Sea critters hitchhiked across the Pacific on tsunami debris
Nearly 300 species of fish, mussels and other sea critters hitchhiked across the Pacific Ocean. They traveled on debris. It was from the 2011 Japanese tsunami. They washed ashore alive in the United States. That's what researchers reported Thursday.
It is the largest and longest marine migration ever documented. That's according to outside experts and the researchers. The scientists and colleagues combed the beaches. They combed beaches in Washington. In Oregon. In California. In British Columbia. In Alaska. And in Hawaii. They tracked the species to their Japanese origins. Their arrival could be a problem. That’s if the critters take root. They could push out native species. That's what the study authors said in Thursday's journal Science.
"It's a bit of what we call ecological roulette," said lead author James Carlton. He's a marine sciences professor. He works at Williams College. It is in Williamstown. It is in Massachusetts.
It will be years before scientists know if the 289 Japanese species thrive in their new home. And if they crowd out natives. The researchers roughly estimated that a million creatures traveled 4,800 miles. They went across the Pacific Ocean.
Invasive species are a major problem worldwide. It’s when plants and animals thrive in areas where they don't naturally live. Marine invasions in the past have hurt native farmed shellfish. They also eroded the local ecosystem. They caused economic losses. And they spread disease-carrying species.
A magnitude 9 earthquake off the coast of Japan triggered a tsunami. It happened on March 11, 2011. It swept boats into the Pacific. It swept docks into the Pacific. It swept buoys into the Pacific. And it swept other man-made materials into the Pacific. The debris drifted east. It drifted with an armada of living creatures. Some gave birth to new generations while at sea.
"The diversity was somewhat jaw-dropping," Carlton said. "Mollusks, sea anemones, corals, crabs, just a wide variety of species. They represented a cross-section of Japanese fauna."
The researchers collected and analyzed the debris that reached the West Coast and Hawaii. They collected it over the last five years. New pieces arrived Wednesday in Washington. The debris flowed across the North Pacific current. It moved north with the Alaska current. It moved south with the California current. Most hit Oregon and Washington.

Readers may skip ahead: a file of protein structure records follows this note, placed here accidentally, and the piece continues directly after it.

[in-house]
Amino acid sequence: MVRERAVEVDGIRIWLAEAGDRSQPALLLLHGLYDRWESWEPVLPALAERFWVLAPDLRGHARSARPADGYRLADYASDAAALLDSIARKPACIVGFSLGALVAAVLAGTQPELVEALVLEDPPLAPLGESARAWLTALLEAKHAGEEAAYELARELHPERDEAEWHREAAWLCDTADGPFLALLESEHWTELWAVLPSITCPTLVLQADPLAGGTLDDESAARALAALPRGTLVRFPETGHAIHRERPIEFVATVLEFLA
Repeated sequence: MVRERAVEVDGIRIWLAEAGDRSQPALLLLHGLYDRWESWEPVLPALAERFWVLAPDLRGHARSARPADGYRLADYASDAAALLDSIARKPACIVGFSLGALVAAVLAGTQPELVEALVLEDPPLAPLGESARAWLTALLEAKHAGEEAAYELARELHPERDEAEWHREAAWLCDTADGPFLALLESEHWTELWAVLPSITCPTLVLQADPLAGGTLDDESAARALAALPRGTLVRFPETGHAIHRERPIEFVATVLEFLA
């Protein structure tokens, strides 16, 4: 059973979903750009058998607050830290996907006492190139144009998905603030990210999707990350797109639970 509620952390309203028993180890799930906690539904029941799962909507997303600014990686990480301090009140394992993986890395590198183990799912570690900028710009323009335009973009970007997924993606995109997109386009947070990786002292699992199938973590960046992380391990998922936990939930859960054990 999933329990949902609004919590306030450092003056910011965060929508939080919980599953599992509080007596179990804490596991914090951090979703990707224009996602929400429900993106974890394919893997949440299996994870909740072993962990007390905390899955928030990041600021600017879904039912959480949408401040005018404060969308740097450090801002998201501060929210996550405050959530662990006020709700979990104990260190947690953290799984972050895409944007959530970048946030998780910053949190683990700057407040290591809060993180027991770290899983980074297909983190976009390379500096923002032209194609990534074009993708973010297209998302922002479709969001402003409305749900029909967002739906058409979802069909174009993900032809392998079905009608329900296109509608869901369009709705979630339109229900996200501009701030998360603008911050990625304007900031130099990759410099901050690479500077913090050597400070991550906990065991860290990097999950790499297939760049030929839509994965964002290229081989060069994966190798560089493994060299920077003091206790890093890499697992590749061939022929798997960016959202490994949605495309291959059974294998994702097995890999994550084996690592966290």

A small boat from Japan reached Oregon. This was last year. It held 20 good-sized fish inside. It included a kind of yellowtail jack. It is native to the western Pacific. Some of the fish are still alive. They are in an Oregon aquarium. Earlier, an entire fishing ship arrived intact. It held five of the same 6-inch fish. They were swimming around inside.
Gregory Ruiz is the co-author. He is a Smithsonian marine ecologist. He is especially interested in a Japanese parasite. It is in the gills of mussels. Elsewhere in the world, these parasites have taken root. They have hurt oyster harvests. They have hurt mussel harvests. They hadn't been seen before on the West Coast.
The researchers note another huge factor in this flotilla. Plastics.
Decades ago, most of the debris would have been wood. It would have degraded over the long ocean trip. Now most of the debris are made of plastic and that survives, Carlton said. And so the hitchhikers survive, too.
"It was the plastic debris that allowed new species to survive far longer than we ever thought they would," Carlton said.
James Byers is a marine ecologist. He works at the University of Georgia. It is in Athens. He wasn't part of the study. But he praised the authors for their detective work. He said in an email that the migration was an odd mix of a natural trigger and human aspects. He said this was because of the plastics.
"The fact that communities of organisms survived out in the open ocean for long time periods (years in some cases) is amazing," he wrote.